Plaintiffs allege that the decision to indict Plaintiffs was made in the fall of 2010. (SAC ¶ 241). Specifically, Plaintiffs allege that, in order to achieve political gain, Attorney General Terry Goddard directed that Hinchey's investigation conclude and the prosecutor procure indictments prior to Election Day on November 2. (SAC ¶¶ 244-47). Plaintiffs further allege that in response, Hinchey presented false, misleading, and fabricated results from her investigation to the prosecutor, Todd Lawson, for the purposes of supporting criminal charges against Plaintiffs. (SAC ¶¶ 251-54, 260-61). Plaintiffs allege that Lawson convened a grand jury and Hinchey, as the sole witness to the grand jury, perjuriously presented false evidence to secure an indictment against Plaintiffs. (SAC ¶¶ 255-57). The grand jury returned an indictment of Plaintiffs on November 17, 2010. (SAC ¶ 258). Plaintiffs allege that there was no probable cause for the indictment. (SAC ¶ 259). Plaintiffs further allege that Hinchey continued the investigation and continued to submit false, fabricated, and misleading reports to her supervisors and Lawson. (SAC ¶ 268).
During the course of criminal discovery, Plaintiffs' attorneys reviewed Hinchey's investigation, discovered falsities, and moved for remand of Plaintiffs' indictment. (SAC ¶¶ 278- 80). Remand was granted and a second grand jury was empaneled, but the second grand jury failed to return an indictment of Plaintiffs. (SAC ¶ 281-84). Plaintiffs allege that without the false evidence, the second grand jury could not find probable cause. (SAC ¶ 283). On November 23, 2011, all criminal charges against Plaintiffs were dropped. (SAC ¶ 286).

(Doc. 329 at 2-5).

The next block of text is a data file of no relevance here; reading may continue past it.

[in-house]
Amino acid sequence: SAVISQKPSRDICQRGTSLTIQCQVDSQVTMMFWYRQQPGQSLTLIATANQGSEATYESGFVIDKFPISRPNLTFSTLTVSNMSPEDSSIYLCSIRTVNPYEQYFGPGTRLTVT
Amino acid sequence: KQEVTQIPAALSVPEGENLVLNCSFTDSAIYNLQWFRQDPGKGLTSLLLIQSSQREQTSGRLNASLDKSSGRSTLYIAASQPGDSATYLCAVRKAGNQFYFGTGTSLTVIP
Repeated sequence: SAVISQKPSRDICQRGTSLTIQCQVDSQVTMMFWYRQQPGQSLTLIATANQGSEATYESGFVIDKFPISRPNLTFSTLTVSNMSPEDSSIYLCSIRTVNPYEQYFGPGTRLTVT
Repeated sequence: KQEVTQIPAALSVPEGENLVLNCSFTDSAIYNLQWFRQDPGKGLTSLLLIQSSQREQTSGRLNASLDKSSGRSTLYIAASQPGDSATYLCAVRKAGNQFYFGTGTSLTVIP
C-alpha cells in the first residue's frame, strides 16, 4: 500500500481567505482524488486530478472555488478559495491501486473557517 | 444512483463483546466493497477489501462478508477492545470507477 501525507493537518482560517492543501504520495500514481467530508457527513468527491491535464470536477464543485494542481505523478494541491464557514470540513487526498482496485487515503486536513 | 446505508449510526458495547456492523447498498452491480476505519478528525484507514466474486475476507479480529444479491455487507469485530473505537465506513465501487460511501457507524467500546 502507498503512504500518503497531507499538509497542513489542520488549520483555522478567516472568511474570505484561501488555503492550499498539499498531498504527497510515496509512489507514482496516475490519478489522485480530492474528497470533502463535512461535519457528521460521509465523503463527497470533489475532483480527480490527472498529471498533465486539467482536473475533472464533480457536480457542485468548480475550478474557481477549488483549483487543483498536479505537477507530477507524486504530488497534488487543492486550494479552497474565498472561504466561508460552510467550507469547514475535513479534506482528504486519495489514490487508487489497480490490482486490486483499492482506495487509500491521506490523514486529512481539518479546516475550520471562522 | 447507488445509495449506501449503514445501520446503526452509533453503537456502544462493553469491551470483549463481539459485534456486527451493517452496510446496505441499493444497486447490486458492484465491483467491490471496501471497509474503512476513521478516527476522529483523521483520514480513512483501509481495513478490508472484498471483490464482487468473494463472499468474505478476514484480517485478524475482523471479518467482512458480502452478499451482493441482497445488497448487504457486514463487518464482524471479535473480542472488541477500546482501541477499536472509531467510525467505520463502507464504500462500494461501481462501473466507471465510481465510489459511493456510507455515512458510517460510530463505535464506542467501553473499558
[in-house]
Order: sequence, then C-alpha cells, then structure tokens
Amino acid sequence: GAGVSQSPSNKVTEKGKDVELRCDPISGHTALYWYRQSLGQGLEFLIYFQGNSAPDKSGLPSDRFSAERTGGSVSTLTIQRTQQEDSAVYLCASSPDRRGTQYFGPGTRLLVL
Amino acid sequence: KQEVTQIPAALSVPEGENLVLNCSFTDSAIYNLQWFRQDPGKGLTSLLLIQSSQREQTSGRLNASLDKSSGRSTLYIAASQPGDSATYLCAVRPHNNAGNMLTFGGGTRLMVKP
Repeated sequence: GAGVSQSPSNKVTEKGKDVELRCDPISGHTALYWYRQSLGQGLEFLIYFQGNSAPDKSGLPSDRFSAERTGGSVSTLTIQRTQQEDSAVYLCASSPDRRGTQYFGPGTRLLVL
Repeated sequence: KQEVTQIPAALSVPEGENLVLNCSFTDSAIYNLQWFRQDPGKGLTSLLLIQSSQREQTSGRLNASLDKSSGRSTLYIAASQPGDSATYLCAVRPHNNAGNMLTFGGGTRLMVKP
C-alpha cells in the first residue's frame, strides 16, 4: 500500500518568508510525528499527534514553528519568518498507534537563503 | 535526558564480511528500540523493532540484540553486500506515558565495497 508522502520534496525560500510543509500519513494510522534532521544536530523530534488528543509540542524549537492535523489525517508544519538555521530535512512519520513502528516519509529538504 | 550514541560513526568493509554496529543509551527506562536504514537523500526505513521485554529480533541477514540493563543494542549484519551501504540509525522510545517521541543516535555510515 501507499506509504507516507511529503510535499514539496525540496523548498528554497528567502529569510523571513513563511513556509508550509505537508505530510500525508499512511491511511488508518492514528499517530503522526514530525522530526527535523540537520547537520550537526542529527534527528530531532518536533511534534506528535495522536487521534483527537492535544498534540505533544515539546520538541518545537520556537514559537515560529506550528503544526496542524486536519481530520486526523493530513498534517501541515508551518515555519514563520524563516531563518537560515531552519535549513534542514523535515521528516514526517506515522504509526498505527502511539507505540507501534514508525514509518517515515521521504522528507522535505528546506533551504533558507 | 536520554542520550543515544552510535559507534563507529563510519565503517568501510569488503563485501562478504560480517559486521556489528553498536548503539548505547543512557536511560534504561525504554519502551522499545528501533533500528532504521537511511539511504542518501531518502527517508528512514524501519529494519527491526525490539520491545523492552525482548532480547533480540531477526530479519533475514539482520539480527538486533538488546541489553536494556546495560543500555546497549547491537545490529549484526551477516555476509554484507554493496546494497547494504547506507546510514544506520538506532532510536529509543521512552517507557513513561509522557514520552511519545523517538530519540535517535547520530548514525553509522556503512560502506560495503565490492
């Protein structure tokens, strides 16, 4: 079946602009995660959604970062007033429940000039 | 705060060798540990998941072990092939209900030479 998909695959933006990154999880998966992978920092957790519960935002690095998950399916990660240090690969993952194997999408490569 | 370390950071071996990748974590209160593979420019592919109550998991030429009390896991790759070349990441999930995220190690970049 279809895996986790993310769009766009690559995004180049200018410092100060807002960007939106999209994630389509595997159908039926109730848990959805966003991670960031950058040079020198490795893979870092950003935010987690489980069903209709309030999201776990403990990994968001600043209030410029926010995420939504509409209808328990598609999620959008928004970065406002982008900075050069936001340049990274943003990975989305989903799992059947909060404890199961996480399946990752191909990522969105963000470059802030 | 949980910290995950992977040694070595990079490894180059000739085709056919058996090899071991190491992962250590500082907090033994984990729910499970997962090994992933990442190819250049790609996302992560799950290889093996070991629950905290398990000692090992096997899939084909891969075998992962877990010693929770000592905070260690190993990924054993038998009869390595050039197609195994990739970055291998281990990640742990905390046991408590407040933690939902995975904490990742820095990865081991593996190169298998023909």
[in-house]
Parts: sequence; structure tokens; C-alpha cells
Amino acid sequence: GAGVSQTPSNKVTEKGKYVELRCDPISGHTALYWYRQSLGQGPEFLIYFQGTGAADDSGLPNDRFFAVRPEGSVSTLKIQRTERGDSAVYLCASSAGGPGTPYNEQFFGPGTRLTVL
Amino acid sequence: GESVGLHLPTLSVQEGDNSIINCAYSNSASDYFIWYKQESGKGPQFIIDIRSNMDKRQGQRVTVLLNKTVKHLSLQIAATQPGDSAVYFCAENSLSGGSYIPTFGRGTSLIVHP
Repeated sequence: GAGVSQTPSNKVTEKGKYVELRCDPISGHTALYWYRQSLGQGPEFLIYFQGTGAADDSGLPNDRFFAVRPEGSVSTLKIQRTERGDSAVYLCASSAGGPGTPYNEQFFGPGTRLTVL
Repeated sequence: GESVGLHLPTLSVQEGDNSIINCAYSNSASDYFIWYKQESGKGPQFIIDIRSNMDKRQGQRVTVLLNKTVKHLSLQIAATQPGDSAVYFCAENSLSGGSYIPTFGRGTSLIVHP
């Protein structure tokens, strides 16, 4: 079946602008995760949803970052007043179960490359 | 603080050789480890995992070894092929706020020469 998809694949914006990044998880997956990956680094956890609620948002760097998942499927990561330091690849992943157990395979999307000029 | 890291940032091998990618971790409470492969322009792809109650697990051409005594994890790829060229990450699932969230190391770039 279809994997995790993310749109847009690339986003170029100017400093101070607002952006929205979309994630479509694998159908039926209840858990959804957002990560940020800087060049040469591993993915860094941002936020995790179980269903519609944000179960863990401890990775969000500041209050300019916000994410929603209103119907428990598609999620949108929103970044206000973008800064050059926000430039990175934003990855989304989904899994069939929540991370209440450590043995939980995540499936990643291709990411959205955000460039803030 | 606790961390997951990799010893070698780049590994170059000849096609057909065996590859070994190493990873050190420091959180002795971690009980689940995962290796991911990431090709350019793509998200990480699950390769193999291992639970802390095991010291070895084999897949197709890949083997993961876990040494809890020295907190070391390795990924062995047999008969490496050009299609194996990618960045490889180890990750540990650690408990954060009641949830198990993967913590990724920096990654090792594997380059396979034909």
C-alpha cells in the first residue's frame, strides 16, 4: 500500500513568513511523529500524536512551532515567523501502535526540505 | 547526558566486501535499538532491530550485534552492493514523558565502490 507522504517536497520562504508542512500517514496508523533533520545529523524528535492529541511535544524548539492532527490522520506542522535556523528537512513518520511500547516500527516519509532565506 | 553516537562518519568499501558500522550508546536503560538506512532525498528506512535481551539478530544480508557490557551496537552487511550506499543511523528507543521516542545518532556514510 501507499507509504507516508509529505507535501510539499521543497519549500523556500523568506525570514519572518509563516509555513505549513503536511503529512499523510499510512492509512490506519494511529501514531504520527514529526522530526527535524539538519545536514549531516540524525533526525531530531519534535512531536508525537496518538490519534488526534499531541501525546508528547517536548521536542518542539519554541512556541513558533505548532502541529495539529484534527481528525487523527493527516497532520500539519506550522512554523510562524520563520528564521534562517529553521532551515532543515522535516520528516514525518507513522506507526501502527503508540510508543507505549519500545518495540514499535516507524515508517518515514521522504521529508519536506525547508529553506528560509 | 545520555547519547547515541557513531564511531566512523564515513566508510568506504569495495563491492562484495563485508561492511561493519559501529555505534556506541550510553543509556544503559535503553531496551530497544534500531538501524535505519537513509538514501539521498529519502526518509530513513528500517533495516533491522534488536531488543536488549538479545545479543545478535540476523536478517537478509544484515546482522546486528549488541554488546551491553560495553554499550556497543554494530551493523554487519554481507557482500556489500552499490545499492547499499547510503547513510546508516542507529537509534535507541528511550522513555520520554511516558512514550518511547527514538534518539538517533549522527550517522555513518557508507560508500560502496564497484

II. Summary Judgement Standard

         Summary judgment is appropriate when “there is no genuine dispute as to any material fact and the movant is entitled to judgment as a matter of law.” Fed.R.Civ.P. 56(a). “A party asserting that a fact cannot be or is genuinely disputed must support that assertion by . . . citing to particular parts of materials in the record, including depositions, documents, electronically stored information, affidavits, or declarations, stipulations . . . admissions, interrogatory answers, or other materials, ” or by “showing that materials cited do not establish the absence or presence of a genuine dispute, or that an adverse party cannot produce admissible evidence to support the fact.” Id. 56(c)(1)(A), (B). Thus, summary judgment is mandated “against a party who fails to make a showing sufficient to establish the existence of an element essential to that party's case, and on which that party will bear the burden of proof at trial.” Celotex Corp. v. Catrett, 477 U.S. 317, 322 (1986).

         Initially, the movant bears the burden of pointing out to the Court the basis for the motion and the elements of the causes of action upon which the non-movant will be unable to establish a genuine issue of material fact. Id. at 323. The burden then shifts to the non-movant to establish the existence of material fact. Id. A material fact is any factual issue that may affect the outcome of the case under the governing substantive law. Anderson v. Liberty Lobby, Inc., 477 U.S. 242, 248 (1986). The non-movant “must do more than simply show that there is some metaphysical doubt as to the material facts” by “com[ing] forward with ‘specific facts showing that there is a genuine issue for trial.'” Matsushita Elec. Indus. Co. v. Zenith Radio Corp., 475 U.S. 574, 586-87 (1986) (quoting Fed.R.Civ.P. 56(e)). A dispute about a fact is “genuine” if the evidence is such that a reasonable jury could return a verdict for the non-moving party. Liberty Lobby, Inc., 477 U.S. at 248 (1986). The non-movant's bare assertions, standing alone, are ...